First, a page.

How to Lose Weight Permanently Series: Why Not All Fruits are Created
It’s a beautiful sunny day here on Long Island, and you can just sense that spring is approaching! As an avid softball player and fitness nut who enjoys working out outdoors, I can’t wait for the weather to be nice for several months straight heading into the fall :-)
Anyhow, today I want to cover why all fruits are NOT created equal…
You may remember in a previous email that I use a simple sentence when deciding what I should and should not eat: “Eat (organic) meats, vegetables, (raw) nuts and seeds, some fruit, little starch and no (added) sugar.” By simply memorizing this one sentence and putting it into practice, you’re ahead of the nearly 70% of the US population who is struggling with both their weight and their health.
As you can see from the sentence, there’s a section that says ‘some fruit.’ Why some, and not all?
We’ve been taught since childhood phrases like ‘An apple a day keeps the doctor away!’ And while apples are probably THE BEST fruit you can eat, this is not true of all fruits.
Ever hear of the Glycemic Index? If not, I’ll explain it very succinctly…
The Glycemic Index is a scale from 0–100. Anything from 0–49 on this scale is considered a Low-Glycemic Fruit, meaning it does not have a lot of fructose, or fruit sugar, in it. Anything from 50–100 is considered a High-Glycemic Fruit, meaning there’s a lot of fructose in it.
Fruits fall all along the Glycemic Index. Some, like berries, apples and oranges fall within the Low-Glycemic range, while others like bananas, grapes and melons fall in the High-Glycemic range.
If you’re seeking to lose weight, and keep it off, then it’s best to stick with fruits in the Low-Glycemic range, and minimize the ones in the High-Glycemic range…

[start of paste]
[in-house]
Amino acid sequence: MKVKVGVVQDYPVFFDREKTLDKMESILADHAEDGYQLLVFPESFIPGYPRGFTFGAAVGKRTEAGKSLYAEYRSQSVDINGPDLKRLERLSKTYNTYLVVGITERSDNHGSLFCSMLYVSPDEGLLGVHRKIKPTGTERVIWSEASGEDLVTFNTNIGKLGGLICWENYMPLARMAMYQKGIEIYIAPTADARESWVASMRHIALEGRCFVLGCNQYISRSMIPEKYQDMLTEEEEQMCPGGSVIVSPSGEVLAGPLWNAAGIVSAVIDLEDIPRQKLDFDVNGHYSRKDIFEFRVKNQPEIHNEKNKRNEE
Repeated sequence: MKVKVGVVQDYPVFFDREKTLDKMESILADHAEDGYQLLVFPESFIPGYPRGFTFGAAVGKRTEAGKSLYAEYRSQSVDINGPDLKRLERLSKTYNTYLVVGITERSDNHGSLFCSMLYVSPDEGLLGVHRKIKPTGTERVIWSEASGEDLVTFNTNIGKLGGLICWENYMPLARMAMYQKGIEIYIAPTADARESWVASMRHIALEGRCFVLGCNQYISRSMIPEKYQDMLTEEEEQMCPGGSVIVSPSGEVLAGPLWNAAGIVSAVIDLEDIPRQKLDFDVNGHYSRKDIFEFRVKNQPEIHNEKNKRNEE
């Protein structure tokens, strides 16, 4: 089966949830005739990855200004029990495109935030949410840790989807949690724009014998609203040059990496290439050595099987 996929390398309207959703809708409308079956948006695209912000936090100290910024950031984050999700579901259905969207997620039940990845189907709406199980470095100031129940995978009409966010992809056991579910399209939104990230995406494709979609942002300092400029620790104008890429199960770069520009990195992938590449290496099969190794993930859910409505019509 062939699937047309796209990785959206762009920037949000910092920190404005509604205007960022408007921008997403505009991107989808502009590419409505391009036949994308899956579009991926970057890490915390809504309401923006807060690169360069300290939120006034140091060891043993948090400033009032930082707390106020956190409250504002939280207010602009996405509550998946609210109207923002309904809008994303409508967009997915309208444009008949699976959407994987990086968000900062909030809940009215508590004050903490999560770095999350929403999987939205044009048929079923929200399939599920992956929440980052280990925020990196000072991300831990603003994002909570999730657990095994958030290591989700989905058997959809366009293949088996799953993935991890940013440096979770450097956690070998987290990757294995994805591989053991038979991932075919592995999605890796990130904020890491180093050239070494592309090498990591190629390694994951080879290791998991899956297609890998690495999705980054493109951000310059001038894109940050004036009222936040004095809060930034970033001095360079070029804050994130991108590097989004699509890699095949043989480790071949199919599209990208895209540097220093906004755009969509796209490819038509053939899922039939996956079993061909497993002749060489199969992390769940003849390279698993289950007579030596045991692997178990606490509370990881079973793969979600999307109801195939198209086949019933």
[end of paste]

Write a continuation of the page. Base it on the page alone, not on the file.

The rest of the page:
How do you know the Glycemic Index value of your favorite fruits? Simple!
We all have smartphones, tablets and computers with access to search engines like Google. Simply type in ‘Glycemic Index of an apple,’ or whatever fruit you’re interested in learning about, and see where it falls.
If it’s 0–49, enjoy! If it’s 50–100, you might want to make a different decision.
Now, this isn’t to say there’s no place for a High-Glycemic fruit! If you’re in a situation where you’re hungry, and it’s a banana versus a chocolate bar, take the banana every single time…
Unlike the chocolate bar or other processed sweets, fruits have a nice coupling of sugar for energy, fiber for digestion and essential vitamins and minerals that makes the fruit a good choice. While eating too many High-Glycemic fruits can yield poor results for weight loss, don’t feel like you’ve left your discipline if you’re in a bind and it’s the best alternative.
One other thing to consider: Whether it’s 30–45 minutes before a workout, or within 60 minutes upon completion of a workout, it might be best to include a High-Glycemic fruit in your post-workout nutrition.
Before I discovered I was allergic to the whey and casein proteins in dairy, I used to have a post-workout protein shake consisting of whey protein powder, organic whole milk and a banana. This helped repair muscle glycogen stores quickly, and because my metabolism was elevated and my energy was depleted, none of this High-Glycemic fruit went to waste in my body or got stored as fat!
For more information on how to plan out your nutrition, check out my Food Guide. It explains the three phases of nutrition I use with my clients, and will enable you to lose weight PERMANENTLY!
Invest in your health, and get your copies of these two affordable ebooks. That link again is www.weightlossbypete.com/foodguiderecipes
Enjoy your day!